The Independent splashes on home secretary Theresa May's decision to scrap the UK Border Agency and separate it into two parts - both of which will report directly to ministers.

The paper reports:

"The Home Secretary was scathing about the failures of the arms-length agency, which she condemned as 'closed, defensive and secretive'.

"Her surprise intervention was welcomed by MPs of all parties and will further fuel speculation over her ambitions to succeed David Cameron. But it also represents a high-risk move as she and her ministers will have to take responsibility for any failures or blunders in Britain's immigration system."

Will things change at UKBA? Well, in a leaked internal memo the Home Office permanent secretary Mark Sedwill reassured staff: "Most of us will still be doing the same job in the same place with the same colleagues for the same boss and with the same mission to keep Britain's streets safe and our borders secure."



Watch this video of an overweight Welshman who is amazing at keepy-uppy.


Is George Osborne creating another housing bubble? Yesterday, the Treasury Select Committee wanted to find out - from the Telegraph:

"In a wide–ranging cross–examination by MPs, the Chancellor was also forced on to the back foot over Britain's lack of growth and the ongoing problems of the banks, which Mr Osborne revealed was the issue on which he spent most time.

"But he was caused most discomfort by the impact of his new Help to Buy initiative after the Office for Budget Responsibility (OBR), the fiscal watchdog, told MPs earlier that it would offer limited benefits to the economy.

"Steve Nickell, a senior OBR official, told the Treasury Select Committee (TSC): 'The key issue is, is it just going to drive up house prices? By and large, in the short run the answer to that is yes.'"


From the FT splash:

"The global pool of government bonds with triple A status from the three main rating agencies, the bedrock of the financial system, has shrunk more than 60 per cent since the financial crisis triggered a wave of downgrades across the advanced economies.

"The expulsion of the US, the UK and France from the "nine-As" club has led to the contraction in the stock of government bonds deemed the safest by Fitch, Moody's and Standard & Poor's, from almost $11tn at the start of 2007 to just $4tn now, according to Financial Times analysis."

You know what? Who cares? Credit rating agencies have been given far too much power and influence, despite helping to fuel the financial crisis with their triple-A rating of junk products, their numerous conflicts of interest and the lack of impact of their downgrades on the bond yields of countries such as the US, Japan and, of course, the UK.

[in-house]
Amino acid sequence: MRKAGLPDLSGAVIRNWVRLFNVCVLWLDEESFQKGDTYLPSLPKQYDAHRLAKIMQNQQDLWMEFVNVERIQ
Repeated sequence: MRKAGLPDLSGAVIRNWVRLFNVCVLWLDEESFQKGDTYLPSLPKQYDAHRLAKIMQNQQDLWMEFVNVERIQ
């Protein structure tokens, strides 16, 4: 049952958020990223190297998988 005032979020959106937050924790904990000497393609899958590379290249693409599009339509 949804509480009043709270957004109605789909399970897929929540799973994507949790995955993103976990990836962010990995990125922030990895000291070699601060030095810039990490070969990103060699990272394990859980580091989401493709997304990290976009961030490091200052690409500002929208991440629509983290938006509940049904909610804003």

As I wrote in the Guardian in 2011, it is time to start "downgrading the downgraders. The rule of the rating agencies must end."


Can you legislate for compassion? The coalition seems to think so. From the Guardian:

"Failing hospitals will be named and shamed and NHS managers responsible for failures will be barred from working in the health service under government plans to ensure a Mid Staffs-style care scandal never happens again.

"NHS staff's pay will be linked to how well they care for patients and health professionals will be obliged to own up when they harm or kill patients, the health secretary announced.

"Jeremy Hunt unveiled the building blocks for what he called 'a culture of zero harm and compassionate care' and a remedy for the 'unacceptable and, in some cases, inhumane treatment' displayed in the scandal at Stafford hospital..."


"More than 500 would-be terrorists have received support through a ÂŁ3 million-a-year Government scheme designed to protect people at risk from radicalisation, a report has revealed.

"The multi-agency programme - known as Channel - identifies people at risk of being drawn into terrorism and develops a support plan for the vulnerable individuals concerned."

So anti-radicalisation programmes are working, right? Wrong. According to the Times splash:

"Up to 100 British jihadis are fighting for Syria’s most militant al-Qaeda faction as fears grow that some will be ordered home to carry out terror attacks."

"Senior security officials put the number of British fighters enlisted with Jabhat al-Nusra at between 70 and 100.

"They come from a wide range of ethnic backgrounds and include young Asians, converts to Islam and men from north African backgrounds."


Listen to Boris Johnson, Mayor of London, perform the song he'd like played at his funeral: Three Little Birds by Bob Marley.


From the Sun/YouGov poll:

Labour 39

Conservatives 30

Lib Dems 13

Ukip 12

That would give Labour a majority of 94.


@DMiliband After a great deal of thought I’ve decided to accept the position of President and CEO of @theIRC

@Queen_UK David Miliband is resigning as an MP. Very surprised. Had no idea that he was still an MP in the first place.

@davidwearing David Miliband, joint most overrated man in British politics, takes world's biggest sulk onto the international stage


Seumas Milne, writing in the Guardian, says: "Europe's flesheaters now threaten to devour us all."

Daniel Finkelstein, writing in the Times, says: "It’s pro-immigrant to control our borders."

Mary Riddell, writing in the Telegraph, says: "Our NHS is in intensive care, and Labour’s treatment has to be bold."

Got something you want to share? Please send any stories/tips/quotes/pix/plugs/gossip to Mehdi Hasan ( or Ned Simons ( You can also follow us on Twitter: @mehdirhasan, @nedsimons and @huffpostukpol